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Community-Centered Innovations in Public Safety

Reimagining Policing: Community-Centered Innovations in Public Safety

As the second of an ongoing workshop series to engage community leaders to address police violence, MBK Alliance Executive Director Michael Smith joined Co-founder of the Black Lives Matter Global Network, Patrisse Cullors, Executive Director of Advanceme

Reimagining Policing Workshop Series

This virtual workshop, the second of a three-part series hosted in partnership with Cities United and the Leadership Conference on Civil and Human Rights, provided educational tools and analysis on the spectrum of policing and public safety options, alternative public safety models, and community-centered review processes.


Patrisse Cullors, Co-Founder

Black Lives Matter Global Network

Judith Browne Dianis, Executive Director

Advancement Project

David Muhammad, Executive Director

National Institute for Criminal Justice Reform

Anthony Smith, CEO

Cities United

Lynda Garcia, Moderator and Policing Campaign Director

Leadership Conference on Civil and Human Rights

“We have an opportunity right now in this country to reevaluate the ways in which Black communities and poor communities have been engaged with, for the last 50 years, 100 years, 400 years. We have an opportunity to really ask ourselves serious questions about the police's role in Black communities in particular. We don't actually have to argue anymore, that most Black people are saying, ‘Hey, we need something different. This structure does not work for us.’ In fact, it is incredibly dangerous, it is incredibly harmful.”

—Patrisse Cullors, co-founder of the Black Lives Matter Global Network

Patrisse Cullors

“What we do know is that, the same kind of data that we know about what happens to Black people outside of school, happens in the school. Young Black boys are known to be perceived as older than they are, this is Dr. Phil Goff's research. So that means that they are held to be more culpable and responsible for their actions. Black girls are seen as less innocent. So therefore, they are arrested more often. There have been lots of incidents of excessive use of force in schools, and so we've got to be thinking about something different.”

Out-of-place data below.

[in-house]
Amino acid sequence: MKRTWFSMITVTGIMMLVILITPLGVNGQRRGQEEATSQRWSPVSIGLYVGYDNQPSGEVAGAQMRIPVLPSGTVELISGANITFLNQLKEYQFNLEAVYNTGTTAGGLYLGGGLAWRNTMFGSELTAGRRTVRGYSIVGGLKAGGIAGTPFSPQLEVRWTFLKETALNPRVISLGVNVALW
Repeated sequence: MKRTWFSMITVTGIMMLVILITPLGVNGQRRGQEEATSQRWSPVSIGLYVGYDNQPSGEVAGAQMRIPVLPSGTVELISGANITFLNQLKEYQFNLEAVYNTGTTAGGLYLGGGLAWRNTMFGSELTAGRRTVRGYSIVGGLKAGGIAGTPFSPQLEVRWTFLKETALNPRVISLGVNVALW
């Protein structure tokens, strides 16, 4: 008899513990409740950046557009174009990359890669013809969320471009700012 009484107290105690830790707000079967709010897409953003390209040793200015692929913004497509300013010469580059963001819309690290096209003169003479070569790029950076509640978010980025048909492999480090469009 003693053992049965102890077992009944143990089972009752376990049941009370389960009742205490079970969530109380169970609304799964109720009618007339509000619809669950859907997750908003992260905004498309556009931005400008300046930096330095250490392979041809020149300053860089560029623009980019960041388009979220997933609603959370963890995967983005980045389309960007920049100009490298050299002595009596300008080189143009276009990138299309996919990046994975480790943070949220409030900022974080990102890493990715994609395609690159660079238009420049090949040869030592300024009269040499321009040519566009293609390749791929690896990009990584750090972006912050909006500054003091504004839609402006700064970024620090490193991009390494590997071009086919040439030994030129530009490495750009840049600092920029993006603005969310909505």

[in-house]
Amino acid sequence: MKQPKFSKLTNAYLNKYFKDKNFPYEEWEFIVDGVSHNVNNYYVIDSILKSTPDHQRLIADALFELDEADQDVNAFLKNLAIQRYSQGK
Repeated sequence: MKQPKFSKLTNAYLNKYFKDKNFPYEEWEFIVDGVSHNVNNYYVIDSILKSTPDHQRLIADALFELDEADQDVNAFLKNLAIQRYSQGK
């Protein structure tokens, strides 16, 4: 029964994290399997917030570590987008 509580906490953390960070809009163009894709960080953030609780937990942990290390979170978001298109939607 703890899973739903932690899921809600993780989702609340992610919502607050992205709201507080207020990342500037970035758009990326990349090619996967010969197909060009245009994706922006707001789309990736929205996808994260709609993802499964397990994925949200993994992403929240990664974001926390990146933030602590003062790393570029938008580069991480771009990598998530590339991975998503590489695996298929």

—Judith Browne Dianis, Executive Director of Advancement Project National Office

Judith Browne Dianis

“We have to be able to invest and scale up a community response network that can respond when the residents of these cities are requesting some type of resolution to their issue. Thirty percent of the time, that's a non-criminal thing that they're calling for. If we can eliminate that entirely...that's a good chunk of the current work. Then you add to that, cold calls … if you add all of that up, you have a significant amount of time that police are engaged in work that can readily be responded to, by community trained community responders.”

—David Muhammad, executive director of the National Institute for Criminal Justice Reform

David Muhammad

“Allow for local elected officials to look at budgets, and really get to a place where they're saying, what is it that really keeps our young people and our families and Black families, safe, healthy and hopeful? And how do we allocate resources for that? And how do we move quickly to get to that place? Because that's the demand that's on the streets, and that's the call that people are asking for.”

—Anthony Smith, CEO of Cities United

anthony smith

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